Author and professor Colum McCann advises aspiring writers: “Plot takes a backseat in a good story because what happens is never as interesting as how it happens.” This is why we enjoy reading or watching stories based on real-life, even well-known historical events. We know the ship will sink, but we watch Titanic nevertheless. We know of people’s triumphs and failures, but we are keen to understand how they came to that point, the decisions they made and challenges they overcame to get there. The literary treatment, like Capote’s writings, adds another element that we may not find in straight documentaries or news journalism: the rhythm and imagery of storytelling, the depth of character and scenic backdrops. Capote himself acknowledged this, too: “To me, the greatest pleasure about writing is not what it’s about, but the inner music that words make.” But still, he just could not resist the temptation of the gossip.

A thought by A.A. Milne

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Alan Alexander Milne (1882-1956) is mostly remembered today because of a children’s book. He created Winnie-the-Pooh, the loveable bumbling teddy bear and his friends, putting his little son Christopher Robin as a character into the stories. But Milne wrote many more things – plays, poems, novels and newspaper columns. Many of the latter appeared in the British satirical and humour magazine Punch, which ran from 1841 to 2002 and where Milne worked as a contributing author and assistant editor. He wrote witty essays on a number of topics, from literature to golf, thermometers, walking sticks and food. They allow an intimate look into everyday British life in the early 20th century although admittedly mostly of the educated middle- and upper-classes.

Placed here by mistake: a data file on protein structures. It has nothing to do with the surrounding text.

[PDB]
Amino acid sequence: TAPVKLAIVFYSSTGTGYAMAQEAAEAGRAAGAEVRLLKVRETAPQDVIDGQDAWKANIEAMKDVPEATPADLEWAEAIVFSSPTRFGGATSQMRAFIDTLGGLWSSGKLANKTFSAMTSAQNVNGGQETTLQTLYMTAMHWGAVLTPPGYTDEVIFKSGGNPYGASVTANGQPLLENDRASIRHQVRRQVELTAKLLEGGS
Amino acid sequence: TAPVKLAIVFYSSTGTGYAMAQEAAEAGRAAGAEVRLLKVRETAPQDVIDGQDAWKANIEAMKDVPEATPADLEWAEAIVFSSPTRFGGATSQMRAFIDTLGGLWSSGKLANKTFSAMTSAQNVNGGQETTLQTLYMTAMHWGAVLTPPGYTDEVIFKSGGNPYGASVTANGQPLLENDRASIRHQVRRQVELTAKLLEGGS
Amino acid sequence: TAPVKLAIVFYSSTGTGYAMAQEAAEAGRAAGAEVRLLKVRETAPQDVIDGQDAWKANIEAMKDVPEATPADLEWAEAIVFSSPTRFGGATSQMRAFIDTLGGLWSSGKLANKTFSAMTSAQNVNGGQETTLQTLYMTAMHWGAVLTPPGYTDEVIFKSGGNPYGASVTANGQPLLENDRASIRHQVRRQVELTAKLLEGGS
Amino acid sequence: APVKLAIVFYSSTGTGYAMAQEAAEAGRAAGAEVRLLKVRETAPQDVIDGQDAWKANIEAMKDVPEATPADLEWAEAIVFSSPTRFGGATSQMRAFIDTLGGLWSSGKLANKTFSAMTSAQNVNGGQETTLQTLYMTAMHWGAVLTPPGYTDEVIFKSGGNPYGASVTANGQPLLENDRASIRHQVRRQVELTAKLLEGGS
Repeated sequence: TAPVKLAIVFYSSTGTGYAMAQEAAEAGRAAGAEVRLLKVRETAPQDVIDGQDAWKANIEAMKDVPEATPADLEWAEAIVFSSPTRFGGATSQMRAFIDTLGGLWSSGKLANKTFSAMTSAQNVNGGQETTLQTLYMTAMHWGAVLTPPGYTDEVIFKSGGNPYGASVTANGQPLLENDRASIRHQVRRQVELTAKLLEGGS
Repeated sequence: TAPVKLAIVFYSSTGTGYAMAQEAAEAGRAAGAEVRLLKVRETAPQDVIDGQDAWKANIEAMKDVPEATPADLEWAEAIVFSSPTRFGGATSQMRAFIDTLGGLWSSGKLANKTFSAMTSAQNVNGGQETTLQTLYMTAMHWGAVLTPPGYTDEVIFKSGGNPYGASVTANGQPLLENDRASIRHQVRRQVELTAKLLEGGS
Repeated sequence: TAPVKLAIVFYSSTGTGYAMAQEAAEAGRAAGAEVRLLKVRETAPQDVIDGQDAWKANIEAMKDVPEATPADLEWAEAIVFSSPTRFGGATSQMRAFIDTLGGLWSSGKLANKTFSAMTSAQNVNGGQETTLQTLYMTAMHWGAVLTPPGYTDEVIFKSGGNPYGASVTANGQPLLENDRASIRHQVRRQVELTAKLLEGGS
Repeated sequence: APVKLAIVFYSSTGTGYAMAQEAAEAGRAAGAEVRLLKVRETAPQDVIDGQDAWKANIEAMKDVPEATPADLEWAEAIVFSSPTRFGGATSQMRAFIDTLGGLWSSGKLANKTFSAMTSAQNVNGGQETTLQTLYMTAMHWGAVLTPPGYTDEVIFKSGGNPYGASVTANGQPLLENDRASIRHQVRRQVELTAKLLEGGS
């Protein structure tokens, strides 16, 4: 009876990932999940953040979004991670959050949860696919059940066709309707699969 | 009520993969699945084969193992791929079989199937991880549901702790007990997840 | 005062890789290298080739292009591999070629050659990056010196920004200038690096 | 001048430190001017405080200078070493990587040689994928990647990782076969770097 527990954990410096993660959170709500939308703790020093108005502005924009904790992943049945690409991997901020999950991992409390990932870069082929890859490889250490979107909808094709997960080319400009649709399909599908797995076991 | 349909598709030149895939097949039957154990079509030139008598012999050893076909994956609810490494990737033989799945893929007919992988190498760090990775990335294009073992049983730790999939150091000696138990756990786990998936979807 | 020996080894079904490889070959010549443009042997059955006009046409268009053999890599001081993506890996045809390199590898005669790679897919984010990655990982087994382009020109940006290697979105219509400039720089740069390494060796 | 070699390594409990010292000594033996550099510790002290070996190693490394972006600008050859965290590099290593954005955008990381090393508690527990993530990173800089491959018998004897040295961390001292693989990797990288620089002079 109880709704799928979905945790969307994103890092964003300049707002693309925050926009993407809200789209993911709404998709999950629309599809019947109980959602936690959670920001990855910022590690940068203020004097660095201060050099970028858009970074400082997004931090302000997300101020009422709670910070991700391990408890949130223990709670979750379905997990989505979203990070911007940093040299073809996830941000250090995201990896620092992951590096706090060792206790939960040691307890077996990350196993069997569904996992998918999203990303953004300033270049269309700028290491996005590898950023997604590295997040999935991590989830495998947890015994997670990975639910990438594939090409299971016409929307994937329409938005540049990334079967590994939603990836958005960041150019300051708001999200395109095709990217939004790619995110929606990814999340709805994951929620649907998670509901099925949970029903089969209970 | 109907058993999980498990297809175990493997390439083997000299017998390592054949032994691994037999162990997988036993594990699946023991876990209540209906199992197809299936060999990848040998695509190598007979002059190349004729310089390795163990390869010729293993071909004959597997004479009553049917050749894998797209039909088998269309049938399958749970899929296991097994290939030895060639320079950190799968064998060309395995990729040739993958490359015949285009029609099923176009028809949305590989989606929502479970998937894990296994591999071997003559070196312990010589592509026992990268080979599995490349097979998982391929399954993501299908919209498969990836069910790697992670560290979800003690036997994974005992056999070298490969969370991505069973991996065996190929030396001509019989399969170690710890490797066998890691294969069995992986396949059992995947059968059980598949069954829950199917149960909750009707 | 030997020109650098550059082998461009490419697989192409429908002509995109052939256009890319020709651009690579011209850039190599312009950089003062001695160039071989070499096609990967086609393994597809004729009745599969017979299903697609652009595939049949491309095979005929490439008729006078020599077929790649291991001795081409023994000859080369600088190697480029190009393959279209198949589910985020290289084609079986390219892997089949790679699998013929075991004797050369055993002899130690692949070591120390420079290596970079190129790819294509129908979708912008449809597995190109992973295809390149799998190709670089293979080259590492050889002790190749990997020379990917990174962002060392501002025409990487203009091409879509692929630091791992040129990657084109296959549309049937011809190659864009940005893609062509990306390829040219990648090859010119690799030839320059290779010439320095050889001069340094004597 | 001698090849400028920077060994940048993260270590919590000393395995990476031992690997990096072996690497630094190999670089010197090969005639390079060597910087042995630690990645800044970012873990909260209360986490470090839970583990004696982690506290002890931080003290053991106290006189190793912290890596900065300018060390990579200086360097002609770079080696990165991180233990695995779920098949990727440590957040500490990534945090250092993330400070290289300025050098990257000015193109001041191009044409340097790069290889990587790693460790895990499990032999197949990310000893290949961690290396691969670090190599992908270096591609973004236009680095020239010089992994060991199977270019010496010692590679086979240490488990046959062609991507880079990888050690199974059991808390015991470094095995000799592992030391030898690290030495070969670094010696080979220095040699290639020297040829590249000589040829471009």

The above quote is taken from a piece called Lunch, which discusses the merits of that meal over others:  “An invitation to dinner is formal, to tea unnecessary, to breakfast impossible, but there is a casualness, very friendly and pleasant, about invitations to lunch which make them complete in themselves, and in no way dependent on any lunch which may or may not follow.”

I enjoy reading his essays, and others like them, exactly because they draw little spotlights on everyday phenomena. Politics, morals and other big issues of life deserve a large chunk of our attention. But looking at the little things in a different light is like being a traveller in one’s own backyard; it is refreshing and opens your mind, especially when written in such a charming way.

A thought by Victor Hugo